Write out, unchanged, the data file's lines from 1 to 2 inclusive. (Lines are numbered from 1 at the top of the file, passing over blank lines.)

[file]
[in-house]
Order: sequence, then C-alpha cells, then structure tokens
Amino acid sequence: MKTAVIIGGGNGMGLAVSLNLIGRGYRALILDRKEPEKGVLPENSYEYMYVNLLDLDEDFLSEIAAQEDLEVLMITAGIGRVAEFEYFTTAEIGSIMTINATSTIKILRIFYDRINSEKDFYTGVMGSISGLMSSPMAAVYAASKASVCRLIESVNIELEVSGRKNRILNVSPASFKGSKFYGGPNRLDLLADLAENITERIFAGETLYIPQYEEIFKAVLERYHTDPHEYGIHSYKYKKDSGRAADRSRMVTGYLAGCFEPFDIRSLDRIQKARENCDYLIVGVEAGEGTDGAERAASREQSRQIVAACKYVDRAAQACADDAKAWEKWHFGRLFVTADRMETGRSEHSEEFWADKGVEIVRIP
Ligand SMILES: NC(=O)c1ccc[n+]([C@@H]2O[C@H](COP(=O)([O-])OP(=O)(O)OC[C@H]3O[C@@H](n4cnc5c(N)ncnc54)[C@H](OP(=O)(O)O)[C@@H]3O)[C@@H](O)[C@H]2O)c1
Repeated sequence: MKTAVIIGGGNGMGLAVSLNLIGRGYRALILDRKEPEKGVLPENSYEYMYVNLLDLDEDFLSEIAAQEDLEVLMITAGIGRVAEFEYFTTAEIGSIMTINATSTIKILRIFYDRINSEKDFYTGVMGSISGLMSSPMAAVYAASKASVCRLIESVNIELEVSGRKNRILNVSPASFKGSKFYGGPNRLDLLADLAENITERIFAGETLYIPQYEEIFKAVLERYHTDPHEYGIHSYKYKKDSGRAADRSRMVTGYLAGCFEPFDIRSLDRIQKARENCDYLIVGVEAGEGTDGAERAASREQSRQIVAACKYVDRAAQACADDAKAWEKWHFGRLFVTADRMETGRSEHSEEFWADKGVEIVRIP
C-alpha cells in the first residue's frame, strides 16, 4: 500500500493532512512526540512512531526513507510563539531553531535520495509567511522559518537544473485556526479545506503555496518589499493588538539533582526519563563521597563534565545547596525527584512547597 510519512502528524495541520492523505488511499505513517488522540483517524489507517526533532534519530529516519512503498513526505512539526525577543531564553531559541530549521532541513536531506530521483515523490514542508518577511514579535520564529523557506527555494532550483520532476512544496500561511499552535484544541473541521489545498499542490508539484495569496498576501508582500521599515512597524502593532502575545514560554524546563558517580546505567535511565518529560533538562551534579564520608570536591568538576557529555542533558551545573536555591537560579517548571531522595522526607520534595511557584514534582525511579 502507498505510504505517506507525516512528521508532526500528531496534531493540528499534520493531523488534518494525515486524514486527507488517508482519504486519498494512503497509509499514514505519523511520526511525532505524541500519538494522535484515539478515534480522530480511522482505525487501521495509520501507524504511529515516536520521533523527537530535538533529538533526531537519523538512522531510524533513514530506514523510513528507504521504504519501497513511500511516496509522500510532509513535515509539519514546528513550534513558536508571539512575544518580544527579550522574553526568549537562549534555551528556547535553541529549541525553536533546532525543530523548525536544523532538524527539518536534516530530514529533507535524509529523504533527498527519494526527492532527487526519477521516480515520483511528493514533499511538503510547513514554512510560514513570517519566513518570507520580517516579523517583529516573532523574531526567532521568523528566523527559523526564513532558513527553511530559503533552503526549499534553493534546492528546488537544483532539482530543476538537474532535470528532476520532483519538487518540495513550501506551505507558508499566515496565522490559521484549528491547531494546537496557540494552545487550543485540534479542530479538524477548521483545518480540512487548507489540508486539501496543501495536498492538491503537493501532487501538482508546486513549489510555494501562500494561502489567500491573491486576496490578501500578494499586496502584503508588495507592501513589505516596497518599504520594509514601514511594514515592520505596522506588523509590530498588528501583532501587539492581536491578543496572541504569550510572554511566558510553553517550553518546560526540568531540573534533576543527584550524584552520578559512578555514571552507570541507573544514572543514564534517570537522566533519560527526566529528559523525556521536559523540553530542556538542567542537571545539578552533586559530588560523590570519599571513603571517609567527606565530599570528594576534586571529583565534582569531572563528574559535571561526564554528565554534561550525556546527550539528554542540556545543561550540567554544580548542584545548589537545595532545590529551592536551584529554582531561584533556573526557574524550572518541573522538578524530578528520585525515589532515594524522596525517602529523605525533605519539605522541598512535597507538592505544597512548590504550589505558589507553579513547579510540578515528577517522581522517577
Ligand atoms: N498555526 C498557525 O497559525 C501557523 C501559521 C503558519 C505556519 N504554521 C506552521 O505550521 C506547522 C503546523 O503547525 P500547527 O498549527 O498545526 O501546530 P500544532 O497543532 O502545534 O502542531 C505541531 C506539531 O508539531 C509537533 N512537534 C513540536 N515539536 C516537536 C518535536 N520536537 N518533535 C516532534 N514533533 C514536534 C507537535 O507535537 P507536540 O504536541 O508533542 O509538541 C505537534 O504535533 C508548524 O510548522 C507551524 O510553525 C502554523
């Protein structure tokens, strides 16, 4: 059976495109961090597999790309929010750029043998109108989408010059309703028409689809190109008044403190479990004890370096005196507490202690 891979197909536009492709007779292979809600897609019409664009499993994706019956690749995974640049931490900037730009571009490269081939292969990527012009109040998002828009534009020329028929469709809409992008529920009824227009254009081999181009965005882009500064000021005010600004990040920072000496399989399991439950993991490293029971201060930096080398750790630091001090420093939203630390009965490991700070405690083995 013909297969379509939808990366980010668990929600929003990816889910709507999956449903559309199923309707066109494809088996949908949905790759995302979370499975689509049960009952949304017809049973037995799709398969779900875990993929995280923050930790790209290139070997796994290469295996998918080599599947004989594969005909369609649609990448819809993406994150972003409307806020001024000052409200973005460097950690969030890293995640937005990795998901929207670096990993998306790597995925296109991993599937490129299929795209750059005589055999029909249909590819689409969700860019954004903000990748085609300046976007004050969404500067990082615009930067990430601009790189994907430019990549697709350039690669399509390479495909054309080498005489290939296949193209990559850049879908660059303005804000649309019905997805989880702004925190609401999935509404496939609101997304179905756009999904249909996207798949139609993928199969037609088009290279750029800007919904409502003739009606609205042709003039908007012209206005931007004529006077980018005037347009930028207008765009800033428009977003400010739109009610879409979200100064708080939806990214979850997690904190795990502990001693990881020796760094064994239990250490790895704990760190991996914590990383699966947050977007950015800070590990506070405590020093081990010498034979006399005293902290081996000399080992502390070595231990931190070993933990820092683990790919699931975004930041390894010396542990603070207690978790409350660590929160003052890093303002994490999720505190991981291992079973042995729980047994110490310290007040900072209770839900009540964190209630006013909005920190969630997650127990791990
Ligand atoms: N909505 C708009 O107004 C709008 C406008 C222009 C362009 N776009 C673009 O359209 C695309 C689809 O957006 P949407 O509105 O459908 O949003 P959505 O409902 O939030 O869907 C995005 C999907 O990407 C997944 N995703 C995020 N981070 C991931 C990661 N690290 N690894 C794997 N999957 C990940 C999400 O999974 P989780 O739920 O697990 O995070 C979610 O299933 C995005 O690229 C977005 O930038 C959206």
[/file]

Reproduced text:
[in-house]
Order: sequence, then C-alpha cells, then structure tokens